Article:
Rabies risk worldwide: practical advice for travellers during rabies vaccine shortages

An important reminder of practical aspects of rabies prevention for travellers
Rabies risk worldwide: practical advice for travellers during rabies vaccine shortages
  • This updates the news item of 01 December 2023

Rabies is a vaccine-preventable viral disease spread mostly by contact with saliva from any rabies-infected wild or domestic animal, including pets, via a bite, scratch, or a lick to an open wound. If animal saliva gets into your eyes, mouth or nose (mucous membranes) this is also a risk.

Bats can also carry rabies, including in the United Kingdom (UK) [1]. In humans, rabies is almost always fatal once symptoms develop [1, 2]. Rabies is found in more than 150 countries and territories on all continents, apart from Antarctica [2].

Rabies can be prevented by avoiding contact with animals and seeking prompt medical attention if in contact with saliva from a rabies- infected wild or domestic animal. Pre-exposure rabies vaccination may be recommended for some travellers [1].

Rabies vaccine for pre-exposure vaccination may sometimes be in short supply. In extreme circumstances (such as a worldwide rabies vaccine shortage, or discontinuation of a rabies vaccine product), pre-exposure rabies vaccines may be temporarily unavailable. In this situation, it is important to remember additional practical advice to ensure healthy travel to rabies risk areas.

Advice for travellers

Before you go

Check our Country Information pages to see if rabies is a risk at your destination.

  • For advice on rabies vaccine, discuss your plans with a health professional. They can advise if you need rabies vaccine. If you are not able to access rabies vaccine or time is short before you travel, you may be advised to complete the course abroad, but should be aware that rabies vaccine supply may be limited at your destination. You can search for a clinic overseas on The International Society of Travel Medicine (ISTM) Global Travel Clinic Directory.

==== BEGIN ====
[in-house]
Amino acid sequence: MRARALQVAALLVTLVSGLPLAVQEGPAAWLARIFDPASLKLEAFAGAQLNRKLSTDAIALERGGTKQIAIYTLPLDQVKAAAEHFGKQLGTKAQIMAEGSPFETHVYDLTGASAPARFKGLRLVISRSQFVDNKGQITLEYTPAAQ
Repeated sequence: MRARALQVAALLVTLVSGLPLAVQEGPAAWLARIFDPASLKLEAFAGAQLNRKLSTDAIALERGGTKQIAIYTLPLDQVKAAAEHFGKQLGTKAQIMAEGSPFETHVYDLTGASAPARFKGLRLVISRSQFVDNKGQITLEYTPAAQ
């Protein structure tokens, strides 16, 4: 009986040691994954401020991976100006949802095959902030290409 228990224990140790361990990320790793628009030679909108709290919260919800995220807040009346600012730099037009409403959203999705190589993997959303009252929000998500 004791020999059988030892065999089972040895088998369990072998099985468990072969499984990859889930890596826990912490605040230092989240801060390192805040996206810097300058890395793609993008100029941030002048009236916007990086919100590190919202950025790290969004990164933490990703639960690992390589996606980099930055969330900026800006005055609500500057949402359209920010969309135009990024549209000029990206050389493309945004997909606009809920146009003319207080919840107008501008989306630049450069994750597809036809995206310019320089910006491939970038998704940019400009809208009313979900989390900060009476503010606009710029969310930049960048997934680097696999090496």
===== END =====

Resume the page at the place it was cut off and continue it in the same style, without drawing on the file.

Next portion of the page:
• Read about rabies and what you can do to reduce your risk before you visit rabies risk countries. An information leaflet is available from the UK Health Security Agency (UKHSA).

If you get pre-exposure vaccination, remember to take your vaccine records with you when you travel. This contains important information that will be needed if you get bitten, scratched, licked by an animal during your travels.

Make sure you have travel health insurance.

Are you at risk because of your occupation?

If you have certain jobs in the UK, you should be offered pre-exposure vaccination [1]. These jobs include:

  • laboratory staff routinely working with rabies virus.
  • workers at Department for Environment, Food and Rural Affairs (Defra)-authorised quarantine premises and carriers.
  • those who regularly handle bats, including volunteers, in the UK.
  • veterinary and technical staff who, because of the nature of their work, have an increased risk.

and if you work overseas in rabies risk areas:

  • animal control and wildlife workers.
  • veterinary staff.
  • zoologists.

If you handle animals as part of your work, you should contact your Occupational Health (OH) team for advice.

While you are away

Even if you have had a rabies vaccine course, avoid contact with all wild and domestic animals, including pets. Remember, animals that appear to be behaving normally can still be infectious.

  • Do not approach any animals (including bats).
  • Do not pick up ill or unusually tame animals (including bats).
  • Do not attract stray animals by being careless with litter or offering food.
  • Children are at particular risk, as they are most likely to touch animals and may not report an animal bite, being scratched, or licked.
  • Remember activities like cycling or running often attract dogs.

If you are bitten, scratched or licked by any animal or if you find a bat in your bedroom (you may have been bitten while you slept, bat bites do not always leave an obvious mark):

  • immediately wash and thoroughly flush the area with soap and lots of water.
  • get medical urgent medical help locally abroad– do not wait until you return to the UK. Even if you have had rabies vaccine before travelling, it is still important to seek medical advice promptly.
  • if advised, start the rabies post-exposure treatment abroad and do not wait until you get back to the UK. You may need to travel to a nearby major city or possibly another country for appropriate treatment and vaccines. You can search for a clinic overseas on The International Society of Travel Medicine (ISTM) Global Travel Clinic Directory.

Ask for a written record of any post exposure treatment you receive overseas and contact your medical insurance company. If you do not feel comfortable with the medical advice you receive overseas, let your medical insurance company know this and ask for their advice.

When you return

Always contact your GP on return to the UK, even if you received treatment abroad or the exposure happened several weeks ago. You may need to continue a course of rabies vaccines. If you have a record of any treatment given, remember to bring this with you. Your GP will also be able to arrange for post-exposure treatment, if this was not started while you were abroad, but is considered necessary by UK experts.

  1. Updated as traveller-focused and advice for health professionals moved to a seperate news item.

  2. Updated reference links in light of new vaccine shortage situation.

  3. Updated worldwide rabies risk reminder for summer travel.


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